Theplay by Lorraine Hansberry revolves about a poor black family in thewhite dominated white society in the 1950s America. Despite thisdisadvantage, the family is determined to achieve the American dream,the dream of social and economic prosperity. After the death of thehead of the family, the insurance check is the only savior to theeconomic challenges facing the family. Each member of the family hashis or her own dream to achieve with the ten thousand dollars checkfrom their father’s insurance. Walter wants to be a successfulbusiness man by venturing into the profitable liquor business, hermother want to own a decent house while her sister want to go tomedical school and become a doctor. Although their mother is able tobuy a house where the family can live happily, the only dream thefamily is able to achieve, the other dreams disappears which resultsinto the family falling apart. Walter is unable to start a businessdue to his unscrupulous allies and thus he is unable to reserve feesfor his sister to join medical school (Hansberry, 1959).

Thetitle Lorraine Hansberry play is based on the dreams of thecharacters. The dreams of Walter and other family members can becompared to the raisins referred to in the poem by Langston Hughes.There is no doubt that the dreams of the family can be referred to as“deferred dreams”. Thus, the poem is essential in understandingthe theme and contextual meaning of the play. It can also be arguedthat the play makes a significant attempt to answer the questions inthe poem, in the context of deferred dreams. The togetherness andhappiness of Walter and his family is dependent on the realization ofthe dreams of individual members of the family, and the family atlarge. Failure to realize the dreams results into miserly anddepression and thus a break up of the family. In the poem, the raisinin the sun will therefore dry up. The dreams in the play are likedried grapes left out in the sun. They dry up and harden, becomedesiccated and brittle making them useless. The dried up raisins canonly be thrown away. When Walter family loses all the money from theinsurance check, the raisin dries up.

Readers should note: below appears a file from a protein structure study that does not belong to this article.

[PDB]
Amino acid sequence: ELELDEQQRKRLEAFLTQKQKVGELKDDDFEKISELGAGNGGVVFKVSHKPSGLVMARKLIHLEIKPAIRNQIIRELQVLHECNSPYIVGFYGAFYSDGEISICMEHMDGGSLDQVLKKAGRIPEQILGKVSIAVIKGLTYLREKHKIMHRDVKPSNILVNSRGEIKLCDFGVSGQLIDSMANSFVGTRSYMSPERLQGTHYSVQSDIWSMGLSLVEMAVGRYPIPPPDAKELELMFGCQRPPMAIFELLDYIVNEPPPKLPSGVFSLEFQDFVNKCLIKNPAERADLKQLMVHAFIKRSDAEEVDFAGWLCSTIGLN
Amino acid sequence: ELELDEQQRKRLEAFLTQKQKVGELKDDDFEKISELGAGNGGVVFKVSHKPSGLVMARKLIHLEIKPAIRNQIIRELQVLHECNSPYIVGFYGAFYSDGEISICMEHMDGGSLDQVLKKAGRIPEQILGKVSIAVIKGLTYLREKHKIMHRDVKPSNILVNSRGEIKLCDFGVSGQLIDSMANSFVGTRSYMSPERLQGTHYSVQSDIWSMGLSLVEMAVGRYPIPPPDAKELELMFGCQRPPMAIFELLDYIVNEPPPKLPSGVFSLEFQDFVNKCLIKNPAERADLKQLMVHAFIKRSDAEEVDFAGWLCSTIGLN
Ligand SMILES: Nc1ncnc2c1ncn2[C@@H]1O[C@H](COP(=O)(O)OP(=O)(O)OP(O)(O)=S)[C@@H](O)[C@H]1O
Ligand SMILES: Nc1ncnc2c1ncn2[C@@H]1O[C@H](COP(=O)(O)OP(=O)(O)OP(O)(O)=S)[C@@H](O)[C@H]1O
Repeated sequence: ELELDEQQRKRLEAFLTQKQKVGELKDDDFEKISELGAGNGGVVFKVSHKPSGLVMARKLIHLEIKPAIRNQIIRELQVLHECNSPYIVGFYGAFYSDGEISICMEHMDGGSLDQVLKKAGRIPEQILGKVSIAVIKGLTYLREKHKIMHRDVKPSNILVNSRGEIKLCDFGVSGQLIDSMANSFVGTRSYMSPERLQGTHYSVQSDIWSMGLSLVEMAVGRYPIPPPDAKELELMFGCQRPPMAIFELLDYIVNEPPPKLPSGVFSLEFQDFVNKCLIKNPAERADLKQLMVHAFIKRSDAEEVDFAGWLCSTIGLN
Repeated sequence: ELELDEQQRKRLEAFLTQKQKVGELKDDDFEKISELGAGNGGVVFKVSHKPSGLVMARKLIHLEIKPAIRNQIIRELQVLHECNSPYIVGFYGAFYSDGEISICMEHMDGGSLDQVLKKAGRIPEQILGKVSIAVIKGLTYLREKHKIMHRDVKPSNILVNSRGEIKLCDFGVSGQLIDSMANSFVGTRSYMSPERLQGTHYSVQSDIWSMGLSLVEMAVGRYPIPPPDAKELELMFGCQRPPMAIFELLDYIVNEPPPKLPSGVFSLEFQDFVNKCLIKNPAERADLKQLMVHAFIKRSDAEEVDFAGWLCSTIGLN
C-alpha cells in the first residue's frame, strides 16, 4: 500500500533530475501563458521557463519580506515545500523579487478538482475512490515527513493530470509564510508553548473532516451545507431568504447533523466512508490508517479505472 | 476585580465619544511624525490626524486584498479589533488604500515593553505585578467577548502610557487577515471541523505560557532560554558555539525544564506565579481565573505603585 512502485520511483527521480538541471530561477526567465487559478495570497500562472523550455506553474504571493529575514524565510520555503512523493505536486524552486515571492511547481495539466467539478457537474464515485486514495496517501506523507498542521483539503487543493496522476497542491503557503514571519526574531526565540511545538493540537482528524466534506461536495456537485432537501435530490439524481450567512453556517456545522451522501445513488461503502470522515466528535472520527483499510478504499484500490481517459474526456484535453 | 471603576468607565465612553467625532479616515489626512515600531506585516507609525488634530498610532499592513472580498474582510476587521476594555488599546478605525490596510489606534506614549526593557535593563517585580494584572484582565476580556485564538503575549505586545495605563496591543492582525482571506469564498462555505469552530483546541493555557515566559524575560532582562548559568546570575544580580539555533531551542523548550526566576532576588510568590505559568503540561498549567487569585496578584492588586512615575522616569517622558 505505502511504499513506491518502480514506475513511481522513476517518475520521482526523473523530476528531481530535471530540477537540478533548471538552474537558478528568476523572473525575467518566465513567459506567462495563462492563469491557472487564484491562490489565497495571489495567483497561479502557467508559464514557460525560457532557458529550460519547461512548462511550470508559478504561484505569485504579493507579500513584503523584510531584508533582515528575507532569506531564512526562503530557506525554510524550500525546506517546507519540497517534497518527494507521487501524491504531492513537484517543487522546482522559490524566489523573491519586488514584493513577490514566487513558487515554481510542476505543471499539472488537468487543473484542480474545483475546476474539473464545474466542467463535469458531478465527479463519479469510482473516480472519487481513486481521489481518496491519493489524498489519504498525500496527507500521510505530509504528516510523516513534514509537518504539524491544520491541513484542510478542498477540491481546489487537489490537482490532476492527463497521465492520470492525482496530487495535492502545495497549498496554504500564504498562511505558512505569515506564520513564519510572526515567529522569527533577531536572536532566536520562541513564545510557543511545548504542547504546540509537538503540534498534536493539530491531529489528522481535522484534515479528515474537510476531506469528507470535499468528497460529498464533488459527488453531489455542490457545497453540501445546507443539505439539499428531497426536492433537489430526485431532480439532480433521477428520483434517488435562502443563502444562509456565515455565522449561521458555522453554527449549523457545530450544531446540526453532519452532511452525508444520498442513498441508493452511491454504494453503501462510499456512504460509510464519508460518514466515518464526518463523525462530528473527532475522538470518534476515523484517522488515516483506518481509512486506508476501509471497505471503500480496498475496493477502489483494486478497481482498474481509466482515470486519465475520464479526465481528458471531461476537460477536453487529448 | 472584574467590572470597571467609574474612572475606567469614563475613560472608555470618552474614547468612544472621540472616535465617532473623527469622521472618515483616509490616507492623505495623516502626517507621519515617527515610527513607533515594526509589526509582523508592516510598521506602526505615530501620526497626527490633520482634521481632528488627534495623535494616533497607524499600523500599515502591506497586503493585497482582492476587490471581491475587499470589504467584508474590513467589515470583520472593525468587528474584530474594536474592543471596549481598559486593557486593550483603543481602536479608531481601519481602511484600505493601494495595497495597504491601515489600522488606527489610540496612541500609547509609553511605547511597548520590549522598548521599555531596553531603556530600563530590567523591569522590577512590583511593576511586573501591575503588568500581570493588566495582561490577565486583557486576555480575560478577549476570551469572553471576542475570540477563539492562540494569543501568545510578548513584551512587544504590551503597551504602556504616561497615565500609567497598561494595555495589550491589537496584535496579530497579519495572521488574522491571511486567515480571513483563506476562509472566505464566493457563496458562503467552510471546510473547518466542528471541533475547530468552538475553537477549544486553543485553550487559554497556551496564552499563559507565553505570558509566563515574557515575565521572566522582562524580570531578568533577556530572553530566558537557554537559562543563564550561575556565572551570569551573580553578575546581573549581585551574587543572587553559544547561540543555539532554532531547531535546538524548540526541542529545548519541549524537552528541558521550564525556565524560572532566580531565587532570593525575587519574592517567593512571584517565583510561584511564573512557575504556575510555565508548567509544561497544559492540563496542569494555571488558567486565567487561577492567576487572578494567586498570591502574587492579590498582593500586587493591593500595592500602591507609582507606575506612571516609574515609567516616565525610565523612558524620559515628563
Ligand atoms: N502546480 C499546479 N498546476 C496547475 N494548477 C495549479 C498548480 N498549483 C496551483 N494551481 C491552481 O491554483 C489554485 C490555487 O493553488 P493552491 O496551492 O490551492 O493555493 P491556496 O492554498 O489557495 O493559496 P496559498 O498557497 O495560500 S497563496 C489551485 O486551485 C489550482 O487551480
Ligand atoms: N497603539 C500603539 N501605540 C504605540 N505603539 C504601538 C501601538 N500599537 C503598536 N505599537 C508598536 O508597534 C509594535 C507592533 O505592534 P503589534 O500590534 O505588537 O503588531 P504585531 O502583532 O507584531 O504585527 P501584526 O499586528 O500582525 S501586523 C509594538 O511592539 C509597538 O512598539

Itis important to look at the title of the play in the context of the1950s American society. Thus, another issue in reference to the titleis what Lorraine Hansberry refers to as a raisin, dried grapes. Whythe grapes dried up, and what was the sun being referred in thetitle. Racial discrimination and segregation was an important aspectof the American society in the 1950s. Thus, although the Walterfamily had dreams of prosperity, they were faced with the challengesin achieving these dreams. In addition to being servants of thewhites, they lived in poverty in segregated environs (Loos, 2007).They did not have an access to social and economic opportunitieswhich could have improved their lives or enabled them achieve theirdreams. Thus, the “raisin” was unable to cope with the heat ofthe “sun” and thus dried up.


Hansberry,L. (1959). “A Raisin in the Sun”, In The Norton Introductionto Literature by Kelly J Mays, K. (2014).pp 1470-1537. New York:W W Norton &amp Co Inc.

Loos,P. (2007). A reader`s guide to Lorraine Hansberry`s A raisin inthe sun, Berkeley Heights, N.J.: Enslow Publishers.